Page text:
The Institute of Economic Affairs (IEA) has raised concerns over the collapse of local banks by the Central Bank.
According to a Senior Economist at the Institute, the move by the Bank of Ghana has drastically reduced indigenous ownership of locals in the finance sector.
“Most of the banks that have collapsed were indigenous Ghanaian banks. And the point I am making is that, with their collapse, it looks like the indigenous ownership of the banking industry has decreased. In fact, this is unfortunate since indigenous ownership is key to the overall health of the economy,” he noted at a press briefing in Accra Tuesday.
He stressed: “This is a question that comes up. People have said, couldn’t the BoG and government have approached the reforms differently? The idea of establishing a Deposit Insurance Scheme has been mooted and it is not clear whether the scheme is fully functional, otherwise they could have fallen on those funds to repay depositors”.
On August 14, 2017, the central bank of Ghana (BoG) in its press release announced its approval for the takeover of two indigenous banks, UT Bank LTD and Capital Bank LTD, by GCB Bank LTD. BoG cited the insolvency of the banks in question, as the major reason for the revocation of their operation licenses. According to BoG, upon several agreements with the banks to increase their capital requirements, managers of the banks failed. Consequently, to protect customers, the licenses of the banks were revoked under a Purchase and Assumption transaction with GCB Bank LTD.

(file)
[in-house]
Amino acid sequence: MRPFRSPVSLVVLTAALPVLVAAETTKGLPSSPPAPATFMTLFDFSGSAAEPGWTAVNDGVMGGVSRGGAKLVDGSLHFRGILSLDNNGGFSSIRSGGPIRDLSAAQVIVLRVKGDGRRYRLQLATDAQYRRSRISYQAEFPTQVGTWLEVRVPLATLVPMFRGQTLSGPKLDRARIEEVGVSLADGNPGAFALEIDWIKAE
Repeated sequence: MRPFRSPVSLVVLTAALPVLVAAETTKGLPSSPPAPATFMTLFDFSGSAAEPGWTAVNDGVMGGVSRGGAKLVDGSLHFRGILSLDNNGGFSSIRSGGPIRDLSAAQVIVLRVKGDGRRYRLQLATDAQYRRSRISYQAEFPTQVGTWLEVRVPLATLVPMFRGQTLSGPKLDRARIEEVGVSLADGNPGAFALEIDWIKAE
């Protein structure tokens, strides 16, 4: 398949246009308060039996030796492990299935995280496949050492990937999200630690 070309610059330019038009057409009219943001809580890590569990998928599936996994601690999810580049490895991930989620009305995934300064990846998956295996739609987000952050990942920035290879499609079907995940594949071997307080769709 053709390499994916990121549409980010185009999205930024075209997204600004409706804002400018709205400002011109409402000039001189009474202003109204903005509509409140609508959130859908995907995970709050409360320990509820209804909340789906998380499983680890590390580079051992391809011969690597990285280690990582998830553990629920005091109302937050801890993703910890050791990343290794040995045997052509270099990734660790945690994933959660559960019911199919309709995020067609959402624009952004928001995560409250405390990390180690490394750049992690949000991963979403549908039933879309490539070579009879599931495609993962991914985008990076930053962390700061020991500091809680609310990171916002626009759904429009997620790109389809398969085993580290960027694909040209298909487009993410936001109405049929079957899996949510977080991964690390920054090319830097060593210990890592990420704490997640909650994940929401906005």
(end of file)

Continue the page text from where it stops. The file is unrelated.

Roughly after a year later, on August 01, 2018, the central bank of Ghana again in a press release announced the consolidation of five indigenous banks to form a new bank called the Consolidated Bank Ghana LTD. The five collapsed banks included Unibank Ghana Ltd, The Royal Bank LTD, Beige Bank LTD, Sovereign Bank LTD, and Construction Bank LTD The same reason of insolvency was cited as a cause of the collapse of the various banks.